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I think the connotation of "nothing" is beside the point, and this answer doesn't adequately address how the actual meaning of the word changes. (Rephrasing the argument demonstrates that it must be wrong, but it doesn't explain why the original form was invalid.) –  Brilliand Aug 4 '14 at 17:14

I do not agree with some details of the above answer.

The first observation is that "nothing" is not a "name".

The logical form of :

"Nothing is better than butter"

is:

"for all x, not (x is better than butter)"

where "nothing" has been analyzed in term of quantifier and variable (a variable is "grammatically" a pronoun).

If we stay with this analysis, we can correctly apply the transitivity of the relation :

"_ is better than ..."

i.e. : if "x is better than y" and "y is better than z", then "x is better than z".

But from "Nothing is better than butter" we can infer "cheese is not better than butter" and also "margarine is not better than butter".

But in this way, we cannot conclude nothing about the "relative position" of margarine and cheese.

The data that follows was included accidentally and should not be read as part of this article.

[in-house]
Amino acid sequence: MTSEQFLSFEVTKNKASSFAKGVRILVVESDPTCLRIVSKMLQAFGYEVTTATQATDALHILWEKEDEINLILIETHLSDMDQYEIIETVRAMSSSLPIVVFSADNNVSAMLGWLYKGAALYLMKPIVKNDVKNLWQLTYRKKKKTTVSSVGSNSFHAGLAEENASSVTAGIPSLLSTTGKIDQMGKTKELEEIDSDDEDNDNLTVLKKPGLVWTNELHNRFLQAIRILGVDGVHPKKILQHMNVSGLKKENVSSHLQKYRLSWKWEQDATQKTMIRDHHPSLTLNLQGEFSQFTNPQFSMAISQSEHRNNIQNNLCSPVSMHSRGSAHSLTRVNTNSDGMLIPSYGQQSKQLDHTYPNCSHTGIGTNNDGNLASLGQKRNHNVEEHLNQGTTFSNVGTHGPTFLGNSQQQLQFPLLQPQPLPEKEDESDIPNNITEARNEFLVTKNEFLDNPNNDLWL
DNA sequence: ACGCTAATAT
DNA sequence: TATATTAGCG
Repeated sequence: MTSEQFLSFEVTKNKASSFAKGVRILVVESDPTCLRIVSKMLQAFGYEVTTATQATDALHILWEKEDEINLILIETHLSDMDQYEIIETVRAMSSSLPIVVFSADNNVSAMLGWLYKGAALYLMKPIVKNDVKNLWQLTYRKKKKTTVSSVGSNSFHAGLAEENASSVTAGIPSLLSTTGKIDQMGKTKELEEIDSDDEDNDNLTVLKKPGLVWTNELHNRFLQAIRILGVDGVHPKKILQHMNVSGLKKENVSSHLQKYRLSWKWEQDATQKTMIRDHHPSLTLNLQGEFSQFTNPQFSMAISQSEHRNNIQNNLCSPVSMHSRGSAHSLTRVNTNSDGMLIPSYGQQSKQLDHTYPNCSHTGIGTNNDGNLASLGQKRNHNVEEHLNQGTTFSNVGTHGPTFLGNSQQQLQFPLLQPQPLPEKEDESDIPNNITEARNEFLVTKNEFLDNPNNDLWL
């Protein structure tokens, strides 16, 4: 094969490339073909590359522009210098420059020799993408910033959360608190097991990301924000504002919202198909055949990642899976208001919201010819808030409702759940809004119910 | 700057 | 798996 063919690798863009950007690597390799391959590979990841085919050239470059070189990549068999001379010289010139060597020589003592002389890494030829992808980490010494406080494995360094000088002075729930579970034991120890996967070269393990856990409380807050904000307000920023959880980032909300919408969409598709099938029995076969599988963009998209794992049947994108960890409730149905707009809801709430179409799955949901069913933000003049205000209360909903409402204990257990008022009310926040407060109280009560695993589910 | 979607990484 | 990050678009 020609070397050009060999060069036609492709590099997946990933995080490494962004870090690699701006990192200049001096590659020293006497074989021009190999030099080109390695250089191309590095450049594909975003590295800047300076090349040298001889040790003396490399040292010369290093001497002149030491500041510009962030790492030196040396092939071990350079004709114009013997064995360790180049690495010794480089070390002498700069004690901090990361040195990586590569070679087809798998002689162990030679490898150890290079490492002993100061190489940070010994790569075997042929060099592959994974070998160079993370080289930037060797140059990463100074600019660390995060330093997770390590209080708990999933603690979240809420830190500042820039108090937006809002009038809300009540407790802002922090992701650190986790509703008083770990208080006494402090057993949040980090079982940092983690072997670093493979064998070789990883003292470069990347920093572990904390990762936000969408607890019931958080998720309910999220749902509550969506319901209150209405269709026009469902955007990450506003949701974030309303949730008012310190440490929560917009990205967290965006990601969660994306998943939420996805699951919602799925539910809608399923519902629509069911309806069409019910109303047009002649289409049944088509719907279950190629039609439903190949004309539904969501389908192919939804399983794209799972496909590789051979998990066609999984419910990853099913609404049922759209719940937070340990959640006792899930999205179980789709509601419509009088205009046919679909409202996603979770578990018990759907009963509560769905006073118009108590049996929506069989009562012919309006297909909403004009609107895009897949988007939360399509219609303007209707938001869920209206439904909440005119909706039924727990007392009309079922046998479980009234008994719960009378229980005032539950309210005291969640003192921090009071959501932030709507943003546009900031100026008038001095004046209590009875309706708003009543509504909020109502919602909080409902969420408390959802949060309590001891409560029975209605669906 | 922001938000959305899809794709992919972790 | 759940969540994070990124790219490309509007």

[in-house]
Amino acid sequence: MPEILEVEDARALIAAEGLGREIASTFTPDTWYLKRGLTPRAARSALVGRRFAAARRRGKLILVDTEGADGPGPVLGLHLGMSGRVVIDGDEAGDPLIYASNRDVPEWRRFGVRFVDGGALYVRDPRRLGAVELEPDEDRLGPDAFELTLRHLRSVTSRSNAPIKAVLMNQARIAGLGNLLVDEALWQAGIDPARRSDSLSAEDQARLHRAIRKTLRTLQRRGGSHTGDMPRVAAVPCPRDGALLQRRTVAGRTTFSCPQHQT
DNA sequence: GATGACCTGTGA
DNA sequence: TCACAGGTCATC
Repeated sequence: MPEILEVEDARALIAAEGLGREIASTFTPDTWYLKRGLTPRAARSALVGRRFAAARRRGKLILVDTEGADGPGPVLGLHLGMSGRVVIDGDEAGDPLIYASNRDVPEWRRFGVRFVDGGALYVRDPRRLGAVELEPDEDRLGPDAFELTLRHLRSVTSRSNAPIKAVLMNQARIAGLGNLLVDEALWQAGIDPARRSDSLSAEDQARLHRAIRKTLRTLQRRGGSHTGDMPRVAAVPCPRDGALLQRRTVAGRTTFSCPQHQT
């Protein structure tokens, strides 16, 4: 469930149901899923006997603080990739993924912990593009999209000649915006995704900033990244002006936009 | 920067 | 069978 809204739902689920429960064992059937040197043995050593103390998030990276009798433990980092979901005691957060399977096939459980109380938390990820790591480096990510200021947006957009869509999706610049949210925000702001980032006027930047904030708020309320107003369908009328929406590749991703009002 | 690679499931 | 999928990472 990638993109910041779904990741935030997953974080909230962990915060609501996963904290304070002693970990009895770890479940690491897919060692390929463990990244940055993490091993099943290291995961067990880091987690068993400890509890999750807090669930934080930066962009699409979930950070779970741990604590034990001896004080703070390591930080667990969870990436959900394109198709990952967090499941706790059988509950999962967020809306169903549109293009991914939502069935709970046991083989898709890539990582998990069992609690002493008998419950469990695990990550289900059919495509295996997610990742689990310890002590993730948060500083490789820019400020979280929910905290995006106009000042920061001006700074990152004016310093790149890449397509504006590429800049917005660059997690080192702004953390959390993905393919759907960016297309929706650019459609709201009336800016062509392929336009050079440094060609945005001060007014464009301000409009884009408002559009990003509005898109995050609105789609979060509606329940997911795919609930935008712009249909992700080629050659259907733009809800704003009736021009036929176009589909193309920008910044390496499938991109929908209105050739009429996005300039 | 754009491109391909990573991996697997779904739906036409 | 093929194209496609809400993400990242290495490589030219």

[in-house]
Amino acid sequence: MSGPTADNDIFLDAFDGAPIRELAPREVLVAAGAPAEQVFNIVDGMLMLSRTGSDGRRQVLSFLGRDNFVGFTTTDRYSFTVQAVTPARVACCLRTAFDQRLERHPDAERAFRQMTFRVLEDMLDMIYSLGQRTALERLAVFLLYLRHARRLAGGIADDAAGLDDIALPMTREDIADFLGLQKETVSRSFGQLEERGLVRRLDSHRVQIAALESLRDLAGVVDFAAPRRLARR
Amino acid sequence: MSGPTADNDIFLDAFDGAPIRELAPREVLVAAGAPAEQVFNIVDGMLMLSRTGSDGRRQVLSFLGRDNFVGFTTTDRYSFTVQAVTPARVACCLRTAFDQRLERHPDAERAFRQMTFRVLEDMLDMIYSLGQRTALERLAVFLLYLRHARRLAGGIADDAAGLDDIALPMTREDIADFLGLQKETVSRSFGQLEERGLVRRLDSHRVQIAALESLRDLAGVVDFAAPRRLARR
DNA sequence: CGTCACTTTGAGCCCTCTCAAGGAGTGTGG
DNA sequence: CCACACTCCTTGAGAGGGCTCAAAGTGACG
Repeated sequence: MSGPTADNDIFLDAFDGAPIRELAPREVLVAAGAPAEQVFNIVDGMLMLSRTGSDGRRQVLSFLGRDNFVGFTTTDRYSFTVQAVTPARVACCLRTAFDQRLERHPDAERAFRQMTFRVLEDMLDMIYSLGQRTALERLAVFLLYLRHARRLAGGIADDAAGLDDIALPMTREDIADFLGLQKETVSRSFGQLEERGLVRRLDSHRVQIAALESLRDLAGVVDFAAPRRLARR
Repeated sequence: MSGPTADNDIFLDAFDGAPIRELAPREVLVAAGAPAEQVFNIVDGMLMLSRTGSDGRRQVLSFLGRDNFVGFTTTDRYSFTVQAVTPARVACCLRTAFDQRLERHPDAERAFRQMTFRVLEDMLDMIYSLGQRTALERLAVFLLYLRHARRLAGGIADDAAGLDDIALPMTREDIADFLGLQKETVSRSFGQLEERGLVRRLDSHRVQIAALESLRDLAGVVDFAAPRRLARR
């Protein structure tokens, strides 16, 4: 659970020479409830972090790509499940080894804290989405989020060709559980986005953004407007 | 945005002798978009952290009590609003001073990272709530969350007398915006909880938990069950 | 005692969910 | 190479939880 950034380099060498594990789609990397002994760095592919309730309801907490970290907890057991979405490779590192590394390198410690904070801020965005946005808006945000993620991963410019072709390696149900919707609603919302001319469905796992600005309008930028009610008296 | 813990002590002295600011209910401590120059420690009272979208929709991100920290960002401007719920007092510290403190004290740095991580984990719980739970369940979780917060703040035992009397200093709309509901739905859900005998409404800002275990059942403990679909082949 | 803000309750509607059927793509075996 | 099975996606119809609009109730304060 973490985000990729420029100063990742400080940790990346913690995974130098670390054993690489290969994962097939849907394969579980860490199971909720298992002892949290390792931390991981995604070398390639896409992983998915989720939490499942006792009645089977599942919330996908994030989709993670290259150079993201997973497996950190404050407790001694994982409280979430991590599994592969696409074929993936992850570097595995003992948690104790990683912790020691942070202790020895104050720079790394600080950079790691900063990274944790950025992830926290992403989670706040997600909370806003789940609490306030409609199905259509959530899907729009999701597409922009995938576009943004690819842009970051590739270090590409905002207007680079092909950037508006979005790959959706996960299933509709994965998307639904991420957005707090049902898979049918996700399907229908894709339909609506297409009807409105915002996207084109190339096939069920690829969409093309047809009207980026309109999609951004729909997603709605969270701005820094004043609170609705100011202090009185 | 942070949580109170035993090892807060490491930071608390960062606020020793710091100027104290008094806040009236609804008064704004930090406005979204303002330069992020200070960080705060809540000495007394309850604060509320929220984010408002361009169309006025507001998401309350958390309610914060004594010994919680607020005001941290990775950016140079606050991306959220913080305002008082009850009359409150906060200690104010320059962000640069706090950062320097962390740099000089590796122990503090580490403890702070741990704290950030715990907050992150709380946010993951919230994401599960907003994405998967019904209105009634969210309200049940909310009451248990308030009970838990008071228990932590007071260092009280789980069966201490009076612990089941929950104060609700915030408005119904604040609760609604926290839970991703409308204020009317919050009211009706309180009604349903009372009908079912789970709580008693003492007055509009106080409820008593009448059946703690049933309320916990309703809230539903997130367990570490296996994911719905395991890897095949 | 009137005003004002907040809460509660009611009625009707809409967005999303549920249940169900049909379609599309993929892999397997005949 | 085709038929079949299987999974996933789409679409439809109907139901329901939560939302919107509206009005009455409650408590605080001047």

The second observation regards the fallacious analysis of

"Margarine is better than nothing"

in term of the the relation "_ is better than ...".

In this case the locution "is better than nothing" must be understood in "adjectival" way, like "is acceptable" or "is tolerable".

Thus, we cannot symbolize it as :

"Margarine is better than x".

Try with the quantifiers.

Clearly it is not "exists x (margarine is better than x)"; we are not saying that there is some food which is worst than margarine.

But also "not exists x (margarine is better than x)", i.e. "for all x not (margarine is better than x)", which means that margarine is (one of) the worst food.

Of course, the conclusion is the same : the "purported" syllogism does not conclude !

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the reason it is an equivocation, is that the meaning of "nothing" changes from the 1st sentence to the 2nd sentence (middle of argument), thereby meeting the definition of equivocation as given in the cited Rulebook for Arguments.